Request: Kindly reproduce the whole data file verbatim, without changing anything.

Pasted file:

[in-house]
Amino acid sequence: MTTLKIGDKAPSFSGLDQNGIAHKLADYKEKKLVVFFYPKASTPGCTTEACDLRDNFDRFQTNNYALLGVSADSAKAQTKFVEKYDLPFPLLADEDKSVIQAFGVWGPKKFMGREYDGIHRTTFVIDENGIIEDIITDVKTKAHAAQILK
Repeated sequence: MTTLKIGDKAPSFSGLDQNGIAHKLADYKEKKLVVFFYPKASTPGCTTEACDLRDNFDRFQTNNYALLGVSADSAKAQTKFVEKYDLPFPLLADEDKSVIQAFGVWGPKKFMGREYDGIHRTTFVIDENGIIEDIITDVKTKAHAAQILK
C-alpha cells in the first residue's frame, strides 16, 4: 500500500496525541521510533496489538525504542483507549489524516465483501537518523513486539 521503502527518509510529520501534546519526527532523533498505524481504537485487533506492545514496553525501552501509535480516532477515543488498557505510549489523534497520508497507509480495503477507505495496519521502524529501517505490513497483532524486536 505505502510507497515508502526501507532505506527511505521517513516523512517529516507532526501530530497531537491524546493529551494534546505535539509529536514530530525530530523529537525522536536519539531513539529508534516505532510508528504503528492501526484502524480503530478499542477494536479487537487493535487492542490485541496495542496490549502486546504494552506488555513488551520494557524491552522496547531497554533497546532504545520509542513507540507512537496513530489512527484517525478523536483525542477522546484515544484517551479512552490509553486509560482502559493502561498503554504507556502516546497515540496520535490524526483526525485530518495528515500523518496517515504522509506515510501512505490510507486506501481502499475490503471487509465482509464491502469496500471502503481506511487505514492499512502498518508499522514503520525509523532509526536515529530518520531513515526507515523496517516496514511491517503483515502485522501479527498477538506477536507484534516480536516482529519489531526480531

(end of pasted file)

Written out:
[in-house]
Amino acid sequence: MTTLKIGDKAPSFSGLDQNGIAHKLADYKEKKLVVFFYPKASTPGCTTEACDLRDNFDRFQTNNYALLGVSADSAKAQTKFVEKYDLPFPLLADEDKSVIQAFGVWGPKKFMGREYDGIHRTTFVIDENGIIEDIITDVKTKAHAAQILK
Repeated sequence: MTTLKIGDKAPSFSGLDQNGIAHKLADYKEKKLVVFFYPKASTPGCTTEACDLRDNFDRFQTNNYALLGVSADSAKAQTKFVEKYDLPFPLLADEDKSVIQAFGVWGPKKFMGREYDGIHRTTFVIDENGIIEDIITDVKTKAHAAQILK
C-alpha cells in the first residue's frame, strides 16, 4: 500500500496525541521510533496489538525504542483507549489524516465483501537518523513486539 521503502527518509510529520501534546519526527532523533498505524481504537485487533506492545514496553525501552501509535480516532477515543488498557505510549489523534497520508497507509480495503477507505495496519521502524529501517505490513497483532524486536 505505502510507497515508502526501507532505506527511505521517513516523512517529516507532526501530530497531537491524546493529551494534546505535539509529536514530530525530530523529537525522536536519539531513539529508534516505532510508528504503528492501526484502524480503530478499542477494536479487537487493535487492542490485541496495542496490549502486546504494552506488555513488551520494557524491552522496547531497554533497546532504545520509542513507540507512537496513530489512527484517525478523536483525542477522546484515544484517551479512552490509553486509560482502559493502561498503554504507556502516546497515540496520535490524526483526525485530518495528515500523518496517515504522509506515510501512505490510507486506501481502499475490503471487509465482509464491502469496500471502503481506511487505514492499512502498518508499522514503520525509523532509526536515529530518520531513515526507515523496517516496514511491517503483515502485522501479527498477538506477536507484534516480536516482529519489531526480531